Which will have a bigger impact on your company post-breach, the General Data Protection Regulation (GDPR) fine, or the drop-in company stock value?
The financial impact of a data breach extends far beyond any GDPR fine.
Most prudent companies are very aware of the impending GDPR legislation and financial penalties, but as Equifax has seen over the past week there are much wider financial and reputational implications for the company.
GDPR may impose a large one-off fine for a data breach but the lingering effects to your brand reputation and bottom line will inevitably take much longer to rectify.
According to the 2017’s Cost of a Data Breach study by Ponemon a breach is estimated to cost the average company $3.62million.
Last week Equifax announced they were the latest in the long line of organisations to have their customer’s details hacked, and whilst it is too early to quantify the complete extent of the damage, we are starting to see significant drops in company share price as soon as a breach is made public.
Data breaches are happening every day, and according to the 2017’s Cost of a Data Breach study by Ponemon a breach is estimated to cost the average company $3.62million. Looking at your balance sheet, what would your bottom line look like if you factored in the cost of a data breach per year, let alone the one-per-month expected by many larger companies?
Looking at organisations historically that have reported a data breach they have:
- Lost revenue
- Watched their share price decrease
- Suffered reputational issues
- Been subjected to ongoing litigation and class action lawsuits
All organisations are vulnerable and are being targeted by hackers – that’s a fact. And from the number of breaches being reported, hackers are successfully compromising networks on a daily basis. This suggests that no matter how hard you “batten down the hatches” internally, data breaches are extremely difficult to prevent completely. A lost laptop, an accidental click on a phishing email or website, or opening an email attachment could all have an unpredictable — and possibly catastrophic — outcome for any company through no fault of their own.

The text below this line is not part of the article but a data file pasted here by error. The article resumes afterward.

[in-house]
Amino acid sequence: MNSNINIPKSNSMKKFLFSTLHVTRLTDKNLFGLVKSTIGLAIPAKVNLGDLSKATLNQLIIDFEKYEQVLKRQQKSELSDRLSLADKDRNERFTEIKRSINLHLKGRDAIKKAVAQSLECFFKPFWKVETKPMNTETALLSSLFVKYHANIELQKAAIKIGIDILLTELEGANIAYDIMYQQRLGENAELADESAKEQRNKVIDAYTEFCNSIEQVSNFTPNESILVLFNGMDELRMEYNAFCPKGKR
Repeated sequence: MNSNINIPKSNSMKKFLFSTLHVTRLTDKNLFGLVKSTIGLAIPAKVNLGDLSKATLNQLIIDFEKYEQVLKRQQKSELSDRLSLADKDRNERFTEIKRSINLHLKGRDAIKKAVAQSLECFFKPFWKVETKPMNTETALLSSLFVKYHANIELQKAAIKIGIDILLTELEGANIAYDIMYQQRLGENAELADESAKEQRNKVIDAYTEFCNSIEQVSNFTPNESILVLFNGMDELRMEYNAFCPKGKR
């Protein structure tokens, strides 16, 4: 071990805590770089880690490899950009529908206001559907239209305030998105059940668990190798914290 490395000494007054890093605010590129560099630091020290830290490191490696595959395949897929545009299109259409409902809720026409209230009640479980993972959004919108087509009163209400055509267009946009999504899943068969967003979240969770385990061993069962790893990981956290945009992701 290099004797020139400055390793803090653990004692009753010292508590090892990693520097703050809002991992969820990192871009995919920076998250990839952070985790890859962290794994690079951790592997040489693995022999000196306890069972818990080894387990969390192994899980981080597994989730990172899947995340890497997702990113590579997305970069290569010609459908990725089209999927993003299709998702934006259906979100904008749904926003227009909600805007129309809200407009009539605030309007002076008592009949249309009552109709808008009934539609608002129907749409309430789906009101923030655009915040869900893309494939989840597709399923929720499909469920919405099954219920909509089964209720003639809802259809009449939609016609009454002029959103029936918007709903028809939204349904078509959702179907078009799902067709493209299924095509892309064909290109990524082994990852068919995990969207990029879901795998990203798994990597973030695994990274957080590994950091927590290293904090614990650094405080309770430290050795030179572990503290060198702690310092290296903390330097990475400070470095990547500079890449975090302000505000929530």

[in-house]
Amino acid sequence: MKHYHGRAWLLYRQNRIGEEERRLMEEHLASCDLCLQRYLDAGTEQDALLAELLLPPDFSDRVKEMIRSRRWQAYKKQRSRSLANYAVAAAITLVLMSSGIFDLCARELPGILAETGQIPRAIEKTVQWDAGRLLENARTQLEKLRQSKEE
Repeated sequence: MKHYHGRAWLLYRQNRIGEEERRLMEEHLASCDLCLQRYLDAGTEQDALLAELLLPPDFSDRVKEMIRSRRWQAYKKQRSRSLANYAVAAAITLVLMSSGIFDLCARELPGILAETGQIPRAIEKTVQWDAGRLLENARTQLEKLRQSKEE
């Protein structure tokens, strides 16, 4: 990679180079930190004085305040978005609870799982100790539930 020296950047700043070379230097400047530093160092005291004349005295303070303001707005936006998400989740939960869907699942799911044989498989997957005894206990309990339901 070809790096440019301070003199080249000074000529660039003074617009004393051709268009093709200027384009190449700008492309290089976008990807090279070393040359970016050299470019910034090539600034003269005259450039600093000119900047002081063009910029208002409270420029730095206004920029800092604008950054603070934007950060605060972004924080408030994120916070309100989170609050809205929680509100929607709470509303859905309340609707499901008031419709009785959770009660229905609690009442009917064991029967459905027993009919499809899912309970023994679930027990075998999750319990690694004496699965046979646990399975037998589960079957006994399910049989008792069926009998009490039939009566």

Data breaches cannot be entirely prevented, and – no matter how good your internal security is – you cannot stop human error. What you can do is take steps to ensure you are the first to know when your data appears in the public domain; more importantly the Dark Web.
If you’re going to have a data breach wouldn’t you like to be the first to know?
Unfortunately, the risk of a data breach is continually increasing, as the hackers and cyber criminals get access to ever more advanced technology – so how you manage those breaches is becoming crucial. We hope you never get a breach, however, if you do we would like you to be the first to know — before the media — so that you can manage it, and minimise your losses.
BreachAlert monitors the Dark Web looking for your data and alerts you in real-time.
This can be done through proactively monitoring the Dark Web for your data using our software, BreachAlert, that has specifically designed for data breach detection. BreachAlert keeps watch outside the firewall, letting you know instantly when your company’s sensitive information is posted, leaked or marketed on the Dark Web.
If you would like to check whether your information is posted on the Dark Web, get in touch with us today for a free demo.